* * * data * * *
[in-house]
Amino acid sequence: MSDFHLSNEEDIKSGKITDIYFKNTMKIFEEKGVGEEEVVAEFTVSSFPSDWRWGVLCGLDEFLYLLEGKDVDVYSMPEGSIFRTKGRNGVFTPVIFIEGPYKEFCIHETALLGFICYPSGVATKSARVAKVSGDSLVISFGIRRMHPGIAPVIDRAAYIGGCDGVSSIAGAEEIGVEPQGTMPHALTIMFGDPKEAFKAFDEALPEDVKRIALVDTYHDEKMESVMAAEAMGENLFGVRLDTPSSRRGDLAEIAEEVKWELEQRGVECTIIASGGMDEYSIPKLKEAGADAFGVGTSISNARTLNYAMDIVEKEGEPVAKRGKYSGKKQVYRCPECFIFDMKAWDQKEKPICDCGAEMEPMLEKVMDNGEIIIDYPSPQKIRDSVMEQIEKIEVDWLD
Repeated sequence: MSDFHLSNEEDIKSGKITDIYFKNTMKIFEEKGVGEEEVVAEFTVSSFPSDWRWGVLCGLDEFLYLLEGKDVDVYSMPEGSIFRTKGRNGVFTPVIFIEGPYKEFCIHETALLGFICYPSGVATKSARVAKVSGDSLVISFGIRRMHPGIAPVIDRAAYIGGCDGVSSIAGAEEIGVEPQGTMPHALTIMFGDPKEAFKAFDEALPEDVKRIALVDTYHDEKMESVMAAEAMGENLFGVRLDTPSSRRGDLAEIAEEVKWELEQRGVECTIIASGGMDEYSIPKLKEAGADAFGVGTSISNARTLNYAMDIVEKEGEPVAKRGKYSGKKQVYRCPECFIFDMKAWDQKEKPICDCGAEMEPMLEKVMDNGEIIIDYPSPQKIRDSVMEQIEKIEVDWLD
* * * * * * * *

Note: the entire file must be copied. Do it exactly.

[in-house]
Amino acid sequence: MSDFHLSNEEDIKSGKITDIYFKNTMKIFEEKGVGEEEVVAEFTVSSFPSDWRWGVLCGLDEFLYLLEGKDVDVYSMPEGSIFRTKGRNGVFTPVIFIEGPYKEFCIHETALLGFICYPSGVATKSARVAKVSGDSLVISFGIRRMHPGIAPVIDRAAYIGGCDGVSSIAGAEEIGVEPQGTMPHALTIMFGDPKEAFKAFDEALPEDVKRIALVDTYHDEKMESVMAAEAMGENLFGVRLDTPSSRRGDLAEIAEEVKWELEQRGVECTIIASGGMDEYSIPKLKEAGADAFGVGTSISNARTLNYAMDIVEKEGEPVAKRGKYSGKKQVYRCPECFIFDMKAWDQKEKPICDCGAEMEPMLEKVMDNGEIIIDYPSPQKIRDSVMEQIEKIEVDWLD
Repeated sequence: MSDFHLSNEEDIKSGKITDIYFKNTMKIFEEKGVGEEEVVAEFTVSSFPSDWRWGVLCGLDEFLYLLEGKDVDVYSMPEGSIFRTKGRNGVFTPVIFIEGPYKEFCIHETALLGFICYPSGVATKSARVAKVSGDSLVISFGIRRMHPGIAPVIDRAAYIGGCDGVSSIAGAEEIGVEPQGTMPHALTIMFGDPKEAFKAFDEALPEDVKRIALVDTYHDEKMESVMAAEAMGENLFGVRLDTPSSRRGDLAEIAEEVKWELEQRGVECTIIASGGMDEYSIPKLKEAGADAFGVGTSISNARTLNYAMDIVEKEGEPVAKRGKYSGKKQVYRCPECFIFDMKAWDQKEKPICDCGAEMEPMLEKVMDNGEIIIDYPSPQKIRDSVMEQIEKIEVDWLD